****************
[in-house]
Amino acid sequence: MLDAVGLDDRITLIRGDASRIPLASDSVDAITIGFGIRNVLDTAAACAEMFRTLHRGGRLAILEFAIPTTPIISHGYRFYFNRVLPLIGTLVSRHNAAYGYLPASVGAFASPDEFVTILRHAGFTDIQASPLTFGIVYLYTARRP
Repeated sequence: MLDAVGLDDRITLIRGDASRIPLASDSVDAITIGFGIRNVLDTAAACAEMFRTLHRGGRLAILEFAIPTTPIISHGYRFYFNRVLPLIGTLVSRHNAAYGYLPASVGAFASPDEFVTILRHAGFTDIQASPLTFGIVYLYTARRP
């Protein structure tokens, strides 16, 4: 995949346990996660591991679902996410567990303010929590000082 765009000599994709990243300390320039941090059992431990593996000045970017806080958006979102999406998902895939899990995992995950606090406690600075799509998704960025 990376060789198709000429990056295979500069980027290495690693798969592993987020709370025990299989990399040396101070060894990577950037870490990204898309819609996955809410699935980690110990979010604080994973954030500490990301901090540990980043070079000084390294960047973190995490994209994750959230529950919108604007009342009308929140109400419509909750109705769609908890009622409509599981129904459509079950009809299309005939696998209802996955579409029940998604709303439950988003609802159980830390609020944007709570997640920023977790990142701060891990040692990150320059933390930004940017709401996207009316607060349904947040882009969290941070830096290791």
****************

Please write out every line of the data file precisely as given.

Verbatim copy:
[in-house]
Amino acid sequence: MLDAVGLDDRITLIRGDASRIPLASDSVDAITIGFGIRNVLDTAAACAEMFRTLHRGGRLAILEFAIPTTPIISHGYRFYFNRVLPLIGTLVSRHNAAYGYLPASVGAFASPDEFVTILRHAGFTDIQASPLTFGIVYLYTARRP
Repeated sequence: MLDAVGLDDRITLIRGDASRIPLASDSVDAITIGFGIRNVLDTAAACAEMFRTLHRGGRLAILEFAIPTTPIISHGYRFYFNRVLPLIGTLVSRHNAAYGYLPASVGAFASPDEFVTILRHAGFTDIQASPLTFGIVYLYTARRP
């Protein structure tokens, strides 16, 4: 995949346990996660591991679902996410567990303010929590000082 765009000599994709990243300390320039941090059992431990593996000045970017806080958006979102999406998902895939899990995992995950606090406690600075799509998704960025 990376060789198709000429990056295979500069980027290495690693798969592993987020709370025990299989990399040396101070060894990577950037870490990204898309819609996955809410699935980690110990979010604080994973954030500490990301901090540990980043070079000084390294960047973190995490994209994750959230529950919108604007009342009308929140109400419509909750109705769609908890009622409509599981129904459509079950009809299309005939696998209802996955579409029940998604709303439950988003609802159980830390609020944007709570997640920023977790990142701060891990040692990150320059933390930004940017709401996207009316607060349904947040882009969290941070830096290791």